As with most food contamination stories, the presence of antibiotic chloramphenicol (CAP) in honey is not new. Chloramphenical is a bacteriostatic antimicrobial previously used in veterinary medicine. But, given that CAP has been found to be potentially carcinogenic, the United States, Canada and the European Union (EU), as well as many other countries, have completely banned the use of CAP in the production of food. The EU has gone so far as to set a minimum required performance level (MRPL) for CAP in food of animal origin at a level of 0.3 μg/kg.
While Asian honey has been banned in Europe, it has not been banned in the United States and thus has been flooding the US market with some estimates saying that as much as one third of the honey in the United States is from China. Here is a comprehensive round up of the honey situation in the United States.
This particular contamination story is not new in India either. Here is a 2010 story in India on the testing of honey products from 10 different companies showing unacceptable levels of CAP including some samples showing multiple types of antibiotics. Recently, the Food And Safety Standards of India (FSSAI) decided to make honey safety standards mandatory after repeated tests confirming antibiotics and pesticides in honey. From the FSSAI blog, “… While the new standards specify that there “should not be any residue of antibiotics in honey”, the FSSAI will also list down antibiotics that should remain absent from honey before it is made available for the consumers.”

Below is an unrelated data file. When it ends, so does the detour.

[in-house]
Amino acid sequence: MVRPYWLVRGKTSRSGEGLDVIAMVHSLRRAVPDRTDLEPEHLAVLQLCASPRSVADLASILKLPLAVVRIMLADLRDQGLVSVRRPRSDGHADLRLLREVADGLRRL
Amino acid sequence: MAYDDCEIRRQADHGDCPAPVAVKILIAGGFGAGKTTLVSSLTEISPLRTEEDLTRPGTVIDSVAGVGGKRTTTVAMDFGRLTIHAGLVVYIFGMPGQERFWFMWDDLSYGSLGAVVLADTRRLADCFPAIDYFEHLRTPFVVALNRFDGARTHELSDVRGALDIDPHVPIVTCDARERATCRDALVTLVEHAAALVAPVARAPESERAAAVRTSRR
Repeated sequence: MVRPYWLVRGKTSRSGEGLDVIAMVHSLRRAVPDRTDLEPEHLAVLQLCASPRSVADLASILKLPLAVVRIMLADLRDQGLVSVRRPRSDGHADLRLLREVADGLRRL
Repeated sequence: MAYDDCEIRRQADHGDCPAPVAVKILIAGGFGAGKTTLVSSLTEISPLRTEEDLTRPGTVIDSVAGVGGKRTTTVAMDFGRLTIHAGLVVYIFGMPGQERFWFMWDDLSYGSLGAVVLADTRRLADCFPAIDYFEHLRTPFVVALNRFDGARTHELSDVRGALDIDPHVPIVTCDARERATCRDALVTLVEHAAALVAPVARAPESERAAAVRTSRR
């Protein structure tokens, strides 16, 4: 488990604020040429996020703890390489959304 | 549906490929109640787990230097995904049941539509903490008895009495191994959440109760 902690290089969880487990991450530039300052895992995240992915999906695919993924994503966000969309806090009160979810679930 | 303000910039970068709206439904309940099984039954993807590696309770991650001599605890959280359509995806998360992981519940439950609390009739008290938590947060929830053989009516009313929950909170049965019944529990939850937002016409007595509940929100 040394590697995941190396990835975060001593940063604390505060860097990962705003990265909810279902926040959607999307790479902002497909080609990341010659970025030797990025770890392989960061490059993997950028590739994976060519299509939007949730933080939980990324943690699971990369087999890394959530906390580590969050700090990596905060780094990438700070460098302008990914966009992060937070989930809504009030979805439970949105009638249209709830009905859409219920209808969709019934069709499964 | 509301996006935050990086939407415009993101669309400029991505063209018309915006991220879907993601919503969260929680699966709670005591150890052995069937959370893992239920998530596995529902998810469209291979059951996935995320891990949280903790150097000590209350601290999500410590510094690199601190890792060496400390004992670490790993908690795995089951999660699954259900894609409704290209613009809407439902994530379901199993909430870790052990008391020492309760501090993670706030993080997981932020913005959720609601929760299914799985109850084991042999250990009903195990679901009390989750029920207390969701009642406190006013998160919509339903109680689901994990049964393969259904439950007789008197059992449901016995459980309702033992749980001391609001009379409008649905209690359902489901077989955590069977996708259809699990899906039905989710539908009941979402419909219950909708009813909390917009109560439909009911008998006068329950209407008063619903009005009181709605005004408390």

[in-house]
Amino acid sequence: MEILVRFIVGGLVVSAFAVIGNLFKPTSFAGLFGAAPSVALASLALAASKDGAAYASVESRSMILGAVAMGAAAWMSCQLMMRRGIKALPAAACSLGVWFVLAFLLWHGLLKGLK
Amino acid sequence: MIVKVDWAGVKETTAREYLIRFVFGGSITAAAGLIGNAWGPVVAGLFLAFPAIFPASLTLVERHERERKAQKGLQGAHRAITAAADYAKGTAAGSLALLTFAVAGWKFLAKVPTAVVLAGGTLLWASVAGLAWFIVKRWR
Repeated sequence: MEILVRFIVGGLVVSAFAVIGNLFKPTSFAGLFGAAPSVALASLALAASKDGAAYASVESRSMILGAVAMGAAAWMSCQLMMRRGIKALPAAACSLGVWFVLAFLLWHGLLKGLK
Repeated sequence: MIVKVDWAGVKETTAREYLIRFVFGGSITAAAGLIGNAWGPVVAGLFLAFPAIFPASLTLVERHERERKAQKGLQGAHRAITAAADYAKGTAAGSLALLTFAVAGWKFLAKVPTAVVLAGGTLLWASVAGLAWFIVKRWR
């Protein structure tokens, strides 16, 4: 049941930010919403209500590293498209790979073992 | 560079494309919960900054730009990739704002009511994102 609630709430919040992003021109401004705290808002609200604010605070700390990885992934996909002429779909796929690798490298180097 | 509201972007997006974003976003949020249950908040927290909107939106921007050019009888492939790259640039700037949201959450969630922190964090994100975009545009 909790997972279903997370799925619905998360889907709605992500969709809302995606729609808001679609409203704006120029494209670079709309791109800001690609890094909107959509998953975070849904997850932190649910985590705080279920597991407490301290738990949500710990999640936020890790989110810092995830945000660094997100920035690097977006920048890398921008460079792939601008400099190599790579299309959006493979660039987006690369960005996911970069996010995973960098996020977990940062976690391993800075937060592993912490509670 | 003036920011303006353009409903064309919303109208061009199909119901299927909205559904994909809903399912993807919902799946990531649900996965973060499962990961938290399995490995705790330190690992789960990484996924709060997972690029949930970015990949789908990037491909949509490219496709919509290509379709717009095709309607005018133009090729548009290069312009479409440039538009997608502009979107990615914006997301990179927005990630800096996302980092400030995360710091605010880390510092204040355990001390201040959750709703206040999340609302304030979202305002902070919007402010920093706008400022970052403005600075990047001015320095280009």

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Responding to this crisis, we recently released a significantly improved, quick, and sensitive method titled,Measurement of Chloramphenicol in Honey Using an Online Sample Extraction with LC-MS/MS (downloadable PDF). This method provides automated sample preparation with liquid chromatography-mass spectrometry (LC-MS/MS) analysis for sensitive CAP determination, and the total LC-MS/MS method run time was about 5 minutes.
In comparison, current sample preparation for the detection of CAP in honey by LC-MS/MS involves complex offline extraction methods, such as solid phase extraction, QuEChERS, or liquid/liquid extraction, all of which require additional sample concentration and reconstitution in appropriate solvent. These sample preparation methods are time-consuming often taking 2 hours or more per sample (estimate) and are more vulnerable to variability due to errors in manual preparation.
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